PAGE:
By Dan Kibler
Deer season is three months away, but it’s already time for hunters to start thinking, at least in terms of what food plots they plan to plant to attract deer or make them healthier.
Foods that will mature and be available to deer during the season should be in the ground in a few months and the aspect of planning fall food plots is on the horizon.
North Carolina-born biologist Jeff Burleson, whose company Southern Palmetto Environmental Consulting operates out of Myrtle Beach, South Carolina, plants food plots, dove fields and waterfowl detainment to earn his life. He is already working on his plan for fall food plot plantings for his clients, and he advises landowners or tenants to get started.
“You have to prepare, even start planning,” Burleson said. “You have to prepare your soil, do soil tests and put some lime on it. You need to plan where you are going to put your food patch, what you want in it.
“Deer will come to anything if it’s palatable and tastes good. If you want to plant soybeans, that’s fine, but you have to plant them in May. You can plant them in early June, but as the summer heats up and the soil temperature rises, it will grow to those tender shoots.
“If you’re thinking of planting a fall vegetable garden, most people plant peas and oats, and maybe clover; this is the perfect time to plant white clover, but it requires neutral pH soil and takes some time to prepare.
“Most people who aren’t really used to planting crops can plant oats,” he said. “They’re cheap and easy to plant – you can do it with a 4-wheeler. Just break up the ground and spread the seed.
The soil analysis will allow you to know the quality of your soil, whether it is basic or too acidic. Spreading lime will lower soil acidity to a level where plants can survive and thrive.
“If your soil is good, the plants can use the fertilizer you spread and they will really grow, but getting the pH right is the most important thing,” he says.
Soil testing is available for a few dollars through county agricultural extension agents, seed companies, and stores that cater to gardeners.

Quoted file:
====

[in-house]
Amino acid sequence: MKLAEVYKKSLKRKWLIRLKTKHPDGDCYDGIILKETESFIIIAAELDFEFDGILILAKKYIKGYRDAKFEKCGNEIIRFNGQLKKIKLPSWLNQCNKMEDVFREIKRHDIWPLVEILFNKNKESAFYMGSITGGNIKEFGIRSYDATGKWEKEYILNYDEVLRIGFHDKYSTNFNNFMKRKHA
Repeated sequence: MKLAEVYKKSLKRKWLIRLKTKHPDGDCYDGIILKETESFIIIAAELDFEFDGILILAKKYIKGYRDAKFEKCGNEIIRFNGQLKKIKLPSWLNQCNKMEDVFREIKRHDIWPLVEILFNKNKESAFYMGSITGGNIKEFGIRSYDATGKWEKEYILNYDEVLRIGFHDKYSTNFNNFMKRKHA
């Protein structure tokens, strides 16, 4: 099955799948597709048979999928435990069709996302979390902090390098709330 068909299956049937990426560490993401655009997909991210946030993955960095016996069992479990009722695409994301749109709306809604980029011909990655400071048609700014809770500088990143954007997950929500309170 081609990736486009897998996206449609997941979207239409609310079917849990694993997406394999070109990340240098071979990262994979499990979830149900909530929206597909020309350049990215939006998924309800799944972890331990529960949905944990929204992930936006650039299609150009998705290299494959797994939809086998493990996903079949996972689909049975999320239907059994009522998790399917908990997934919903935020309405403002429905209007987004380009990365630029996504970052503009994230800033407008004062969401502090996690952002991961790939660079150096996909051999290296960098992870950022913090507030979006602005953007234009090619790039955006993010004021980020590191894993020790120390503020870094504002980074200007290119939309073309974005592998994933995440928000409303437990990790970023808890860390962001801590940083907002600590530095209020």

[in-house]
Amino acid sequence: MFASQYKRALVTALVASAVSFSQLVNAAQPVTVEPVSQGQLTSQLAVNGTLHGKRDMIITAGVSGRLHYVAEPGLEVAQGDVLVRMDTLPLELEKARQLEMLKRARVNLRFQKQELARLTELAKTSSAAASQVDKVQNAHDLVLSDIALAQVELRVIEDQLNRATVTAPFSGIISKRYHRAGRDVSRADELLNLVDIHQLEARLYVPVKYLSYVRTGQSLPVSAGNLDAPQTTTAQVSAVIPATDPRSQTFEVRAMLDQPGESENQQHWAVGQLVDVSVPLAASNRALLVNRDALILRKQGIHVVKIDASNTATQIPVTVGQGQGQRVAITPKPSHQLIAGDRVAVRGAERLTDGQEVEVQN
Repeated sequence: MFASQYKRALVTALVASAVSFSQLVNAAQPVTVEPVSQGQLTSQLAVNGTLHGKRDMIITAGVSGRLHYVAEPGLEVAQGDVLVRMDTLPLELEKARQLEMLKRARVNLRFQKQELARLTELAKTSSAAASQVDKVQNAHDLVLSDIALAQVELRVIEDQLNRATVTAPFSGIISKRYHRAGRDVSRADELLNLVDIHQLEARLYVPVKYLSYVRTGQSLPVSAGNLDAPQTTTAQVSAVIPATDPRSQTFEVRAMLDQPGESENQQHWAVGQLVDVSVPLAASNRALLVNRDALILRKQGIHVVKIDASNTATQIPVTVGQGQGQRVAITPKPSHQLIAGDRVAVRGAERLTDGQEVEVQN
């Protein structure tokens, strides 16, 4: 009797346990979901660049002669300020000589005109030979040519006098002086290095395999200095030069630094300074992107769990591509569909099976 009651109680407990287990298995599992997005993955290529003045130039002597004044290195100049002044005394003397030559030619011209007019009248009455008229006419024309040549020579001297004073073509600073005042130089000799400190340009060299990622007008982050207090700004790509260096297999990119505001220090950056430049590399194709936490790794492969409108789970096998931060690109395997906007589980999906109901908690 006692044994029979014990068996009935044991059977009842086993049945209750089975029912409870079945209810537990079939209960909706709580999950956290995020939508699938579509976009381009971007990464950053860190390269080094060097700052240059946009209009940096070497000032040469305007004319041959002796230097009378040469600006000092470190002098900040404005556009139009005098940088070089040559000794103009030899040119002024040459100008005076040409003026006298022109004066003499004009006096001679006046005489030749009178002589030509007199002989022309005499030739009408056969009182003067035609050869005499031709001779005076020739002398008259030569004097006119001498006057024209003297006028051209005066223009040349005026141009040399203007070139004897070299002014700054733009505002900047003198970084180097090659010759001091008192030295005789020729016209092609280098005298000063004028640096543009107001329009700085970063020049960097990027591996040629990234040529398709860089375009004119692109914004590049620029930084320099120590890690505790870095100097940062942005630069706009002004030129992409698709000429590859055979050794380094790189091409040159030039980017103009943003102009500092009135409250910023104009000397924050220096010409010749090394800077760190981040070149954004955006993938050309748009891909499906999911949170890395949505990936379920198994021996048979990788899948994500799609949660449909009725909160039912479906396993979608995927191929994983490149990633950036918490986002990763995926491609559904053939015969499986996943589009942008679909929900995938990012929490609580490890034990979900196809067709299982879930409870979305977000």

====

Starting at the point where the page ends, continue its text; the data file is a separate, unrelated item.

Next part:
Burleson said hunters who want to shoot doves over a nice grain field are likely time-limited.
“It’s a bit too late to plant sunflowers, and sorghum and brown millet all have 120-day maturities,” he said. “Many people plant Japanese millet for waterfowl, but it matures in 60 days and can be good grain for dove fields.”
NC certify state record consolidator
Until recent weeks, North Carolina has never recognized a record-breaking graysby grouper, but a Wilmington fisherman has changed that.
Wilmington’s George Dale caught a 2-pound, 3-ounce grouper about 40 miles off Masonboro Inlet on May 31. The fish, caught in 100 feet of water, measured 15 inches in total length and had a girth of 18 inches. He hit a cut piece of bait.
North Carolina certified the record earlier this month because Dale’s fish was unusually large for the graysby grouper subspecies. The world record, in fact, is only 2 pounds and 8 ounces, captured off the coast of Texas in 1998.
State finalizes flounder and striped bass management plans
The North Carolina Marine Fisheries Commission voted, as expected, to restrict the recreational fishing season for southern flounder, making it clear that a proposed six-week season in late summer could be further reduced.
The commission approved Amendment 3 to the Southern Plaice Fishery Management Plan, which grants commercial fishers 70% of the annual harvest, limits recreational fishers to one fish per day for a season between August 16 and September 16. 30 window that could close even further and open up a recreational season on the gulf and summer flounder from March 1 to April 15 – a season that could potentially shorten the late summer season.
North Carolina Division of Marine Fisheries staff will set the annual southern flounder quota, and if it is further reduced, the late summer recreational season could be squeezed even further into the six-week window.
In addition, the commission approved Amendment 2 to the Estuarine Striped Bass Management Plan, which maintains the ban on gillnets over ferry lines in the Tar-Pamlico and Neuse river systems.